Energy Production

The vision in which the connected sustainable home is a part, involves a residential energy grid setting where independent house units are capable of managing their energy production and consumption intelligently and effectively, based on offer and demand.

The connected sustainable home prototype demonstrates this goal in a feasible, integrated, retrofit-able, market-friendly way.

The energy production system, developed by the Renewable Energies & Environmental Technologies unit (REET) of the Fondazione Bruno Kessler, is a prototype demonstrating clean, renewable energy generation in an autonomous small scale highly efficient ((< 30 kWh/m^2/year) setting. A solar/cogeneration system produces electrical power and heat for the house by combining a solar plant and an energy box. The system may be scaled in cooling/heating capacity, changing the porous material volumes, and in cooling power, changing the air flow through the system itself.The system under optimization will be able to generate a cooling power of about 3.5 – 4 kW. The solar thermal collectors, measuring approximately 1.0 m x 0.70 m per panel, cover a specifically dedicated roof area. For each square meter of solar collector apertures the daily average solar irradiation is 4155 Wh/m^2, which correspond to an annual resource of 1516 kW/m^2. The solar thermal system has been sized on an overall aperture area of about 14 m^2, equivalent to 84 kWh of daily incident radiation in summer, which corresponds to about 60 kWhth on the fluid of the solar system and a stored daily energy of about 50 kWh able to generate 42 kWh of cooling for the indoor environment. The constraints pertaining the proper operation of the solar collectors are: the smooth flow and working temperature of the fluid, which must not exceed 130°C, the energy balance in the whole energy system, and the pressure drop in the solar module. The “energy box” located at the back of the prototype, has:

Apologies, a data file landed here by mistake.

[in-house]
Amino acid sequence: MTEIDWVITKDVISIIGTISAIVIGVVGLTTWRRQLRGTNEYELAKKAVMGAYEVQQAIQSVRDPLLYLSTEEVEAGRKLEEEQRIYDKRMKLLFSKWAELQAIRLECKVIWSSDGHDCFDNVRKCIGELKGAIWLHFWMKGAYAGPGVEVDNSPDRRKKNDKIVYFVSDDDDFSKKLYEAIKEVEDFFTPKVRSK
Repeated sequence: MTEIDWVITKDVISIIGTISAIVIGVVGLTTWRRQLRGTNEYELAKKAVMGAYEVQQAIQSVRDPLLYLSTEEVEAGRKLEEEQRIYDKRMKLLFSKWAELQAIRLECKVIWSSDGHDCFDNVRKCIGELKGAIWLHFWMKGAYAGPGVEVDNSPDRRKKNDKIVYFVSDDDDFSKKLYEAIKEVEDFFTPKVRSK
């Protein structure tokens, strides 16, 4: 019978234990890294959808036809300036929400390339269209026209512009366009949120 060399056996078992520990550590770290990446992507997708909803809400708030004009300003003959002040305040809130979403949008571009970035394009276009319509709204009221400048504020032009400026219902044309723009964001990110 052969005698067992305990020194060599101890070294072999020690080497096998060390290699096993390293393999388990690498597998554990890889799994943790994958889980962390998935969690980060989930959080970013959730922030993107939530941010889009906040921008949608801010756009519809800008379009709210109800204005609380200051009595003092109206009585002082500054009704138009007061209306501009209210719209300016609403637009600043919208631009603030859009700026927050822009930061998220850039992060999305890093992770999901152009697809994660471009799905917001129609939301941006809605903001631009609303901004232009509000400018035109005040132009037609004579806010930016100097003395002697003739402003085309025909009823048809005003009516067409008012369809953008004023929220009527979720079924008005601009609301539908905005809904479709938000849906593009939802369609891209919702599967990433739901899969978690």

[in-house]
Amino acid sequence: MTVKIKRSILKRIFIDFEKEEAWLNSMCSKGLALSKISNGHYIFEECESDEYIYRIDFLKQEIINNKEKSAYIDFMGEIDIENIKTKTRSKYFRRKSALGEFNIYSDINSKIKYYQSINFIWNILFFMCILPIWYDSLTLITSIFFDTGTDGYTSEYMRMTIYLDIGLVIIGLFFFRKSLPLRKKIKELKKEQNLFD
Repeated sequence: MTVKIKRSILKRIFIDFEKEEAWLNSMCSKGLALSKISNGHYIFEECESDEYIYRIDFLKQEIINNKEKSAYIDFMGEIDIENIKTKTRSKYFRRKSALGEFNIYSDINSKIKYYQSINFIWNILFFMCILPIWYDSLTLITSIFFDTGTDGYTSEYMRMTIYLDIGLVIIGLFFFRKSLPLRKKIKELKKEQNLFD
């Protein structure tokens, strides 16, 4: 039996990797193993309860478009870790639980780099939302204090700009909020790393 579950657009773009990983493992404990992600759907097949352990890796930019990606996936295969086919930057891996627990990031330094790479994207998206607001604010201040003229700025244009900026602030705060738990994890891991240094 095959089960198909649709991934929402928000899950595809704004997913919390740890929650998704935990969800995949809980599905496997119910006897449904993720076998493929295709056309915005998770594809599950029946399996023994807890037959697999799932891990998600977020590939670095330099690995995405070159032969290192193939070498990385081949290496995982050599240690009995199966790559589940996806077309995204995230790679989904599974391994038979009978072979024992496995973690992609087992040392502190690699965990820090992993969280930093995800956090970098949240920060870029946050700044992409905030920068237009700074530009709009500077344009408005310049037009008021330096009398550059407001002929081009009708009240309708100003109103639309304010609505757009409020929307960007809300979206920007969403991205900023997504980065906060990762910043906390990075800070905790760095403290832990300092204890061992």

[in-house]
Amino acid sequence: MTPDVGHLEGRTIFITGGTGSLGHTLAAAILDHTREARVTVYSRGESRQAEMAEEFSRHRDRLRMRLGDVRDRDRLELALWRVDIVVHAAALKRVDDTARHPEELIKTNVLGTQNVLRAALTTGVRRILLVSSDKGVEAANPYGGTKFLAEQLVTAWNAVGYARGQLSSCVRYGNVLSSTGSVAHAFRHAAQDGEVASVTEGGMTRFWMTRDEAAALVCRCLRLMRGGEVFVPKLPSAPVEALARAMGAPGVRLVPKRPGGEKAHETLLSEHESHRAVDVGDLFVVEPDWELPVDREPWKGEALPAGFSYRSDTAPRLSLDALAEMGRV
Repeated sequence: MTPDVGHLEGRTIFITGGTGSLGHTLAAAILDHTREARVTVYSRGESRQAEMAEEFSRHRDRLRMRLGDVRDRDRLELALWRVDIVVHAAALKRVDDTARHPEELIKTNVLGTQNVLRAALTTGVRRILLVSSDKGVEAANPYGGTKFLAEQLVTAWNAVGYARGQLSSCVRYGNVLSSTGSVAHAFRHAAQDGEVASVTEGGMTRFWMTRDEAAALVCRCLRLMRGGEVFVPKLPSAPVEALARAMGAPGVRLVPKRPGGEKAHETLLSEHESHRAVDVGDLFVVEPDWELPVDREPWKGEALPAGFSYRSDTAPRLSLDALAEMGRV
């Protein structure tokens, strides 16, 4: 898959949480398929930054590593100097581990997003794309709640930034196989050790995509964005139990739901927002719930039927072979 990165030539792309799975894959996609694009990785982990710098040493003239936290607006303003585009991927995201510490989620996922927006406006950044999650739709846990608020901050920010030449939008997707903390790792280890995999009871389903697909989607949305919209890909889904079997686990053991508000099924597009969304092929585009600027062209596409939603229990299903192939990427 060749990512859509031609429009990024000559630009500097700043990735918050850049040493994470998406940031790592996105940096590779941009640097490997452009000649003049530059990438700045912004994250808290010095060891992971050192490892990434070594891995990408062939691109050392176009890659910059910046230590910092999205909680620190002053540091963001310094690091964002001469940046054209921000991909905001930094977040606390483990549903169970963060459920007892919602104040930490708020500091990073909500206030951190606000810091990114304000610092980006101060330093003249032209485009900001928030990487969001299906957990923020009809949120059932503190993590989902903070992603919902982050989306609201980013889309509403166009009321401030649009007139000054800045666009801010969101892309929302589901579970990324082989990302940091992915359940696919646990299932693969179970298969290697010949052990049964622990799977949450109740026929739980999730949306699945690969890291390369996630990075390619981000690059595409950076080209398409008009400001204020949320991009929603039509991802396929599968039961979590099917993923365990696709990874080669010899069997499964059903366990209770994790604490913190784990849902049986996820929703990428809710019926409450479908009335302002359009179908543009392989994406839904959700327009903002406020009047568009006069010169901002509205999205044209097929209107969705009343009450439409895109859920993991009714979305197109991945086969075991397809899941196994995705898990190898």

a) a solid thermal storage component, including a double tank structure coupled with an evaporative module for the production of cool energy;

b) a liquid thermal storage component including a water tank for hot water;

c) a pellet cogeneration boiler, integrated to realize a full plant for the production of thermal energy for heat, cool, hot water and electricity production. The pellet cogeneration boiler is based on the integration between a Stirling engine and a biomass pellet boiler. The model of the engine gives back a rated power output of 1 kWpick at 1500 RPM.
d) a hydraulic component for the distribution of energy and fluids on the components of the energy box and the house interior.

The thermal power is delivered at the house by air, in both cases of cooling and heating. The system may operate exclusively on solar thermal panels, or on pellet boiler, or in hybrid configuration, depending on the external constraints and the interior comfort requirements.

Hot water is mainly produced by solar thermal collectors, or by the pellet boiler, in the case of insufficient solar radiation.

Since the overall system does not currently include electrical energy storage, it is assumed that the produced electrical power is consumed, or sent to the grid, or dissipated into thermal power.

Depending on the energy management strategy, we can define specific operative modes corresponding to the different management premises. In the simpler case, the house system exchanges energy with the grid.

Electrical power can be produced in alternative operation modes, which can be activated on demand. An intelligent system between the end user and the activation of electronic devices is necessary to manage the transition from one mode to the other. This topic is assessed by the higher level autonomous control system of the house.

Reference
Crema L, Bozzoli A, Alberti F, Bertaso A, Casalegno F, Scagnetti G, 2012, “Novel Energy Provision System for the Sustainable Connected Home” , Proceedings of the World Renewable Energy Forum 2012 , Denver, Colorado.

Energy Production Diagram_8
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